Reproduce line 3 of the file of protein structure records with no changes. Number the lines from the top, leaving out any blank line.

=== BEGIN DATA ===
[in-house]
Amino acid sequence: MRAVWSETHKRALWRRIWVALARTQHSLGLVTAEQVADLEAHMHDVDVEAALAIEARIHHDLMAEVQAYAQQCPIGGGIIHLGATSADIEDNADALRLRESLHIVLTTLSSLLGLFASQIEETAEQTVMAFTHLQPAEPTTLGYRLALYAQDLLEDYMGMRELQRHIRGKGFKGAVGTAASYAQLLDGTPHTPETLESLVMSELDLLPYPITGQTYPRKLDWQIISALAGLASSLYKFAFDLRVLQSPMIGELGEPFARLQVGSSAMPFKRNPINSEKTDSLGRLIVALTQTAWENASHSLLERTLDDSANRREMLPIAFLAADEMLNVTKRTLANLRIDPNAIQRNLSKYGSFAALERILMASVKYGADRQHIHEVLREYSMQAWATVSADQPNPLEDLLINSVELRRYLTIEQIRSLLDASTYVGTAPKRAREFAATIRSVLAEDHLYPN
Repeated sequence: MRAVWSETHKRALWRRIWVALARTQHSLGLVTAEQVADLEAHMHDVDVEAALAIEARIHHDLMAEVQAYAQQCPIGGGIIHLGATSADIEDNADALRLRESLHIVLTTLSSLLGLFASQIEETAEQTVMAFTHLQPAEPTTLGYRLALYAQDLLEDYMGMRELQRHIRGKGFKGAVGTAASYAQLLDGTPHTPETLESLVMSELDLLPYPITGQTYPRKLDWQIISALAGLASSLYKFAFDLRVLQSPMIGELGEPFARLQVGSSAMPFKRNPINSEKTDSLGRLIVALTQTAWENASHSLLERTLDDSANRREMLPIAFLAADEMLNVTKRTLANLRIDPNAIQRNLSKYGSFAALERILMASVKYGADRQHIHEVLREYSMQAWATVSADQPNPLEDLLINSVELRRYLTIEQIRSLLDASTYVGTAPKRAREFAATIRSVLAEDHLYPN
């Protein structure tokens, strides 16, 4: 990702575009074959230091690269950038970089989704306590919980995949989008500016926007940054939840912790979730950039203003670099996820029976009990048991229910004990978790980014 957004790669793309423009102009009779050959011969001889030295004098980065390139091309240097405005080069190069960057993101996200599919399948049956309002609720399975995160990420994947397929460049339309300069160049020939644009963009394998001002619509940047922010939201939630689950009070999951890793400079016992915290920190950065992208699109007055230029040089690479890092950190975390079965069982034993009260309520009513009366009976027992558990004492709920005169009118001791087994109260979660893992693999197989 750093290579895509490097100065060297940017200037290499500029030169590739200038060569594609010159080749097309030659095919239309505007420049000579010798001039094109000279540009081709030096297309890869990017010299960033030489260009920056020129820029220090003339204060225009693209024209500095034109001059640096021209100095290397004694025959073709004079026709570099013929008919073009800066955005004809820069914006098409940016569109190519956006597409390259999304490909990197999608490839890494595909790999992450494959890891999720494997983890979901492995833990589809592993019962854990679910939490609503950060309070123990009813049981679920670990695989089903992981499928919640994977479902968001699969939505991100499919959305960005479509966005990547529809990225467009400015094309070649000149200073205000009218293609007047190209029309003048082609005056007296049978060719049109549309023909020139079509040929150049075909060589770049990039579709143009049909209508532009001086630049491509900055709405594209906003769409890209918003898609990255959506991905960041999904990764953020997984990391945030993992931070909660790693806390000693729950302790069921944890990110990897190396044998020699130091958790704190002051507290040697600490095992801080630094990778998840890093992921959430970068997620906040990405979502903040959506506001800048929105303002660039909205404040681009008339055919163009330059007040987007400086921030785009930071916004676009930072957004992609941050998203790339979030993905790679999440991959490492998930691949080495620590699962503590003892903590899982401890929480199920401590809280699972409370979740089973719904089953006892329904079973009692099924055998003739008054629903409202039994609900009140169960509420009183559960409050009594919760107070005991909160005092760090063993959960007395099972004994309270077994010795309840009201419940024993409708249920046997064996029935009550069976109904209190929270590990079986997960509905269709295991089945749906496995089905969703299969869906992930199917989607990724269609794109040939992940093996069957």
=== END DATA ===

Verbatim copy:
Repeated sequence: MRAVWSETHKRALWRRIWVALARTQHSLGLVTAEQVADLEAHMHDVDVEAALAIEARIHHDLMAEVQAYAQQCPIGGGIIHLGATSADIEDNADALRLRESLHIVLTTLSSLLGLFASQIEETAEQTVMAFTHLQPAEPTTLGYRLALYAQDLLEDYMGMRELQRHIRGKGFKGAVGTAASYAQLLDGTPHTPETLESLVMSELDLLPYPITGQTYPRKLDWQIISALAGLASSLYKFAFDLRVLQSPMIGELGEPFARLQVGSSAMPFKRNPINSEKTDSLGRLIVALTQTAWENASHSLLERTLDDSANRREMLPIAFLAADEMLNVTKRTLANLRIDPNAIQRNLSKYGSFAALERILMASVKYGADRQHIHEVLREYSMQAWATVSADQPNPLEDLLINSVELRRYLTIEQIRSLLDASTYVGTAPKRAREFAATIRSVLAEDHLYPN